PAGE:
Surprisingly yes. Especially in the short time depicted in the movie, a person would theoretically survive the exposure to the vacuum of space quite unharmed. Although not every aspect of the scene is correctly depicted, a lot of it is.
Most people would think that a body immediately freezes in space, which is a fair assumption, since the temperature there is well below -200 degree Celsius (-328 degrees Fahrenheit). Paradoxically, this isn't true. The reason is that there is no gas in the space vacuum that can carry sound or absorb heat; most body heat would disperse as radiation, which takes a while longer. So the fact that Justin doesn't freeze is correct; however, his screams would no longer be heard as soon as the airlock door opened and the gas dissipated.
The absence of outside pressure would cause the gasses in our lungs and gastrointestinal tract to expand rapidly, which is why critical damage can be delayed by exhaling before the exposure (which is what Miller correctly orders Justin to do). Normal air pressure on Earth keeps liquids such as water in liquid form; a vacuum causes the water in the skin and muscles to vaporize and expand, causing small superficial arteries to burst and several body parts to swell. However, the human skin is resilient and will be able to withstand the internal pressure build-up from a drop in pressure of 1 atmosphere. So the excessive bleeding which happens to Justin would probably not occur, he would probably survive with some subcutaneous haemorrhaging. Also, the blood that leaves his body remains in liquid form; in reality, it would immediately evaporate.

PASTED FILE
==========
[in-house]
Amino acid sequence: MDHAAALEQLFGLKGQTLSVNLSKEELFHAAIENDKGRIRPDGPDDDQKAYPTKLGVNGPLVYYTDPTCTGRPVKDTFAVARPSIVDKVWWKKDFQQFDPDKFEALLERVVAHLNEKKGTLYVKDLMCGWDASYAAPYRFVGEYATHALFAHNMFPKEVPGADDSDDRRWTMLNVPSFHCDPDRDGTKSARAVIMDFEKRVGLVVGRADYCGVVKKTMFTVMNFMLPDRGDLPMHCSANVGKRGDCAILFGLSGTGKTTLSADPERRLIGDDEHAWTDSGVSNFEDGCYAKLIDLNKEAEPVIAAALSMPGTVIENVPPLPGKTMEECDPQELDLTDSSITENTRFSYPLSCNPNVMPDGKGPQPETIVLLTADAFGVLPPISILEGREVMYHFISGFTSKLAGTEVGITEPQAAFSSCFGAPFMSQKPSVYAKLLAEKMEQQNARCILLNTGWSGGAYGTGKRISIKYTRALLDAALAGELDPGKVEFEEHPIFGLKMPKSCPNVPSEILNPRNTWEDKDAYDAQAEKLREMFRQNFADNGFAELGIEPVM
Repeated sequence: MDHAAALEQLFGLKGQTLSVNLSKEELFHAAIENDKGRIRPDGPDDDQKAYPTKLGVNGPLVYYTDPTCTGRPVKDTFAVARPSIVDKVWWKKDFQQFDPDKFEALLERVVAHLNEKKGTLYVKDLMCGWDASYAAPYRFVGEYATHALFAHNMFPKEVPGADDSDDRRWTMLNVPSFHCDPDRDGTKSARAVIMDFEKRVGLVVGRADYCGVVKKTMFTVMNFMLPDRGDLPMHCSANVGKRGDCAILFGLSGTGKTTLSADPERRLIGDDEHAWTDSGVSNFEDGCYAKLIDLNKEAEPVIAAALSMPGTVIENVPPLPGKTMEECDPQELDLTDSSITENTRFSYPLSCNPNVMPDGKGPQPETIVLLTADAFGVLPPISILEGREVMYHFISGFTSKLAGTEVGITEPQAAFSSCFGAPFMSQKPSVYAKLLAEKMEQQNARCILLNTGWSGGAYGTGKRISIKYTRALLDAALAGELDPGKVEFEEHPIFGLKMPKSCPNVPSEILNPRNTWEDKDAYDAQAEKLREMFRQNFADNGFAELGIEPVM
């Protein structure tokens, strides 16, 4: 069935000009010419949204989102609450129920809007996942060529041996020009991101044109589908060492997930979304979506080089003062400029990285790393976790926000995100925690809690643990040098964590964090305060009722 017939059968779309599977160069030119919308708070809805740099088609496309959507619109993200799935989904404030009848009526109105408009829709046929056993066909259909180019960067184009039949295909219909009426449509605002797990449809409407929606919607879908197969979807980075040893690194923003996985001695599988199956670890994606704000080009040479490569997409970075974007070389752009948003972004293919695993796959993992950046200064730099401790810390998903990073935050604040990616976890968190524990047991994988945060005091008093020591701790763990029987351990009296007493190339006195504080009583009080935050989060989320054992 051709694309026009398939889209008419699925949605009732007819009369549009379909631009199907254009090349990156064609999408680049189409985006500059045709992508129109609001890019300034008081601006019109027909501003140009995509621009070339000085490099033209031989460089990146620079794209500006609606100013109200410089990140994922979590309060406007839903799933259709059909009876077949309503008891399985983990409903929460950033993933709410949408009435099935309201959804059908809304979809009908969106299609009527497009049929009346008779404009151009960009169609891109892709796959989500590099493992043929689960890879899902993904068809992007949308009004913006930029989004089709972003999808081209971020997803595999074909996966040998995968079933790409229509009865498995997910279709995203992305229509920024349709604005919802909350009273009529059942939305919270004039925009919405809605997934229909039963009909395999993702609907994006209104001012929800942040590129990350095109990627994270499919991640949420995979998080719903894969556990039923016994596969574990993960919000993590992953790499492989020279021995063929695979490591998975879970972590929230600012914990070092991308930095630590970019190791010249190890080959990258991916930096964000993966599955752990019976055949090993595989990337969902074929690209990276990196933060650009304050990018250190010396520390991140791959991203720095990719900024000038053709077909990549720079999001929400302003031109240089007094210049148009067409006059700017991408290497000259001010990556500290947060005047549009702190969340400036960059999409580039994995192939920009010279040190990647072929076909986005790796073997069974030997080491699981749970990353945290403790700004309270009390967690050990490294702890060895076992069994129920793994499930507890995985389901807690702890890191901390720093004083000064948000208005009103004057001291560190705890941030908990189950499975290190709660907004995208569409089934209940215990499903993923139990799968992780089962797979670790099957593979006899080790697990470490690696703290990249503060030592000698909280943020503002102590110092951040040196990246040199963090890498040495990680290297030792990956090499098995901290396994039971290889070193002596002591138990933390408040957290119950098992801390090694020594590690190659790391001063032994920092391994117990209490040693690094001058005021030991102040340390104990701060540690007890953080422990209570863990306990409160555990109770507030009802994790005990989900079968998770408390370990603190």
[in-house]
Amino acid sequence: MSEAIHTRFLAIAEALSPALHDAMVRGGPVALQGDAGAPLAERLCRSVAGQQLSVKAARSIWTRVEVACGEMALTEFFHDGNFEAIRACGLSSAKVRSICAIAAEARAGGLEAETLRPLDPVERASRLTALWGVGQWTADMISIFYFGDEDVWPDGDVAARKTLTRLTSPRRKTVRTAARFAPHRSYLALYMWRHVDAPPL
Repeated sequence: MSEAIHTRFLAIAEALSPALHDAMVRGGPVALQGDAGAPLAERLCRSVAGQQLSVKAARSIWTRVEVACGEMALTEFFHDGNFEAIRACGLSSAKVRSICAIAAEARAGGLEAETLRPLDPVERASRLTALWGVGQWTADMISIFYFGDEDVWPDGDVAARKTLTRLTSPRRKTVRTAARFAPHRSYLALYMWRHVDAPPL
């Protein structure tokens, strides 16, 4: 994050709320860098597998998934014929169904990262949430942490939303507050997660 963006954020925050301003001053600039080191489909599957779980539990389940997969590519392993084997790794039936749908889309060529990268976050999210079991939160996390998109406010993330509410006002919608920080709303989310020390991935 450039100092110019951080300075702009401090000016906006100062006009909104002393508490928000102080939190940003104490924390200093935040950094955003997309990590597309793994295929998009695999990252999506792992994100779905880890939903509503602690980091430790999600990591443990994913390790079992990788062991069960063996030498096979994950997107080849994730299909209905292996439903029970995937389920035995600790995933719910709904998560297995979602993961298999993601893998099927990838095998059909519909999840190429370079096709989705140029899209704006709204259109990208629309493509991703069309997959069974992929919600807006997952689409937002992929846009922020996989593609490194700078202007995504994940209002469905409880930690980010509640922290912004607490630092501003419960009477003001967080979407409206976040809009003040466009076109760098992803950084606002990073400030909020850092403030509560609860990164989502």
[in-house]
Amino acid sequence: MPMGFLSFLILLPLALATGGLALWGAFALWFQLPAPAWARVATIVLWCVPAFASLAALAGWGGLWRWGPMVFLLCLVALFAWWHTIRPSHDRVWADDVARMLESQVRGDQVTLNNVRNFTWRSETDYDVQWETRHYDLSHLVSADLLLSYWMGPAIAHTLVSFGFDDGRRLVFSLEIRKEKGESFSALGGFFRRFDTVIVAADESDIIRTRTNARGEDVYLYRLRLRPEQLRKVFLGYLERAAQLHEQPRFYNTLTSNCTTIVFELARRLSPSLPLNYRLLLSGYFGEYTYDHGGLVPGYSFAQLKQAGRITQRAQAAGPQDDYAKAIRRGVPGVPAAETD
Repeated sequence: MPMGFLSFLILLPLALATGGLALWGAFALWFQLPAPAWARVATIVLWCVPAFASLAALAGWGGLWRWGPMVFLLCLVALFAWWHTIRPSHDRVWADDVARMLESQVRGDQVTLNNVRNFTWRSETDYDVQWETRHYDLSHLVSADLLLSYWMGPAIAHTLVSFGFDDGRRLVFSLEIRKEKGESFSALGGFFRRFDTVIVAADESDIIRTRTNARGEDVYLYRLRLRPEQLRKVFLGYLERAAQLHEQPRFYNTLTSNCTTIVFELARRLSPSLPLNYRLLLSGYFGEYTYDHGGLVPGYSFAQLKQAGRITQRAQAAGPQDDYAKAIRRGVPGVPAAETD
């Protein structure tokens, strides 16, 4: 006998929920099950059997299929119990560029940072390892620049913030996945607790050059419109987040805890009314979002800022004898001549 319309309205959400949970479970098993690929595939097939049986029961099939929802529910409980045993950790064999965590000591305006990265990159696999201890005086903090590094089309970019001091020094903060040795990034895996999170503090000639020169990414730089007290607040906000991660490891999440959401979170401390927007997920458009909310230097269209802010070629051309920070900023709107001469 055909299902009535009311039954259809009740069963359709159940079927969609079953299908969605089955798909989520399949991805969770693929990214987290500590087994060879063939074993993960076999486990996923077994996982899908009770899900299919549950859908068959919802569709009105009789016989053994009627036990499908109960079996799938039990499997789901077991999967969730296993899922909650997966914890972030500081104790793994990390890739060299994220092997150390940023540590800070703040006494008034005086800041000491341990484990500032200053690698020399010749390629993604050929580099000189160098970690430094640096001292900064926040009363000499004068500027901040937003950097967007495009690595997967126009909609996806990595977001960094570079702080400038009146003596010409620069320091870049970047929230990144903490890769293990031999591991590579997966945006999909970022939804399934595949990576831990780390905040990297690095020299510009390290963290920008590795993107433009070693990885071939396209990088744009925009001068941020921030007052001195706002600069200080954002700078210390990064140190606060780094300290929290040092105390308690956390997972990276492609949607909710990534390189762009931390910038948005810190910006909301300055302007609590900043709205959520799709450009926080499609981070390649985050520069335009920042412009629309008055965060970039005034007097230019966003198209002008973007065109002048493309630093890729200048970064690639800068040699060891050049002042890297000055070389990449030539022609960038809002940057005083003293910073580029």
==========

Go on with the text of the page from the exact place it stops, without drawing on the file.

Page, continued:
The loss of pressure outside the body causes nitrogen in the blood to expand as well, and form bubbles inside the blood vessels and tissues. This occurs most often in the joints, and causes decompression sickness, also known as 'the bends' or caisson disease, which can be painful but is rarely lethal. As unbelievable as it sounds, the first 10 seconds or so in space would be uncomfortable, but you could still manage to work with full mental capacity and attempt to take countermeasures; there is still enough oxygen in the blood to keep the brain working, as long as the blood remains circulating. After those 10 seconds, oxygen gradually stops entering the brain (hypoxia), the skin turns blue from oxygen deprivation (cyanosis), and the person would begin to lose consciousness. Convulsions would occur due to lack of oxygen in the brain, but the heart will continue to beat for a while. All negative effects up until that point are generally reversible. It is not until an estimated one-and-a-half minutes that the vacuum would start to affect systemic blood flow, the heart stops, and freezing becomes a serious problem. If a person gets back into a pressurized environment with plenty of oxygen within that time frame, resuscitation is a very likely outcome with only minor injuries. So the fact that Justin is still alive and conscious after the rescue is realistic, only the injuries are probably a bit exaggerated.